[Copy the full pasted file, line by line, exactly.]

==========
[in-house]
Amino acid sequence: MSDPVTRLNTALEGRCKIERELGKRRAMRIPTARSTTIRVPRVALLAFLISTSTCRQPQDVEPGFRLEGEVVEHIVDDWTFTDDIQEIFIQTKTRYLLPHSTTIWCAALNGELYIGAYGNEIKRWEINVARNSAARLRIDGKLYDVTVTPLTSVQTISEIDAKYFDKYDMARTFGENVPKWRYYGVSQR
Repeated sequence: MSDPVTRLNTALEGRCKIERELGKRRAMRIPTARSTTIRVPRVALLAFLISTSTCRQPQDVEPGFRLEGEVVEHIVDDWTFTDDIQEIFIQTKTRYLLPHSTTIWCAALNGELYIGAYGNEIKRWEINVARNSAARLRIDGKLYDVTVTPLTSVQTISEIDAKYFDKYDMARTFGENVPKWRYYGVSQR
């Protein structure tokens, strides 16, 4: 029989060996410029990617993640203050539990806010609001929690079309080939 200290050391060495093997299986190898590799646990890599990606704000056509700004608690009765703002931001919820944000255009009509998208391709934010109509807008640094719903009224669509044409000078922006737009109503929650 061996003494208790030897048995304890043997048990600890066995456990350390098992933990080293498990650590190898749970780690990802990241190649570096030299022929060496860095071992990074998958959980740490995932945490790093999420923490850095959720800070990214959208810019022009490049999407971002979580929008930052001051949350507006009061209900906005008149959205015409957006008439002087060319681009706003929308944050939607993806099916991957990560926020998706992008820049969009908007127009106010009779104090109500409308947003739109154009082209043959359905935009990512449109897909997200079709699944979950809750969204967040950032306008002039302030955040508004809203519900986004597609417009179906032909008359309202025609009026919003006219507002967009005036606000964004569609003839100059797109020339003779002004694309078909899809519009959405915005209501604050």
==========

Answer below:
[in-house]
Amino acid sequence: MSDPVTRLNTALEGRCKIERELGKRRAMRIPTARSTTIRVPRVALLAFLISTSTCRQPQDVEPGFRLEGEVVEHIVDDWTFTDDIQEIFIQTKTRYLLPHSTTIWCAALNGELYIGAYGNEIKRWEINVARNSAARLRIDGKLYDVTVTPLTSVQTISEIDAKYFDKYDMARTFGENVPKWRYYGVSQR
Repeated sequence: MSDPVTRLNTALEGRCKIERELGKRRAMRIPTARSTTIRVPRVALLAFLISTSTCRQPQDVEPGFRLEGEVVEHIVDDWTFTDDIQEIFIQTKTRYLLPHSTTIWCAALNGELYIGAYGNEIKRWEINVARNSAARLRIDGKLYDVTVTPLTSVQTISEIDAKYFDKYDMARTFGENVPKWRYYGVSQR
């Protein structure tokens, strides 16, 4: 029989060996410029990617993640203050539990806010609001929690079309080939 200290050391060495093997299986190898590799646990890599990606704000056509700004608690009765703002931001919820944000255009009509998208391709934010109509807008640094719903009224669509044409000078922006737009109503929650 061996003494208790030897048995304890043997048990600890066995456990350390098992933990080293498990650590190898749970780690990802990241190649570096030299022929060496860095071992990074998958959980740490995932945490790093999420923490850095959720800070990214959208810019022009490049999407971002979580929008930052001051949350507006009061209900906005008149959205015409957006008439002087060319681009706003929308944050939607993806099916991957990560926020998706992008820049969009908007127009106010009779104090109500409308947003739109154009082209043959359905935009990512449109897909997200079709699944979950809750969204967040950032306008002039302030955040508004809203519900986004597609417009179906032909008359309202025609009026919003006219507002967009005036606000964004569609003839100059797109020339003779002004694309078909899809519009959405915005209501604050």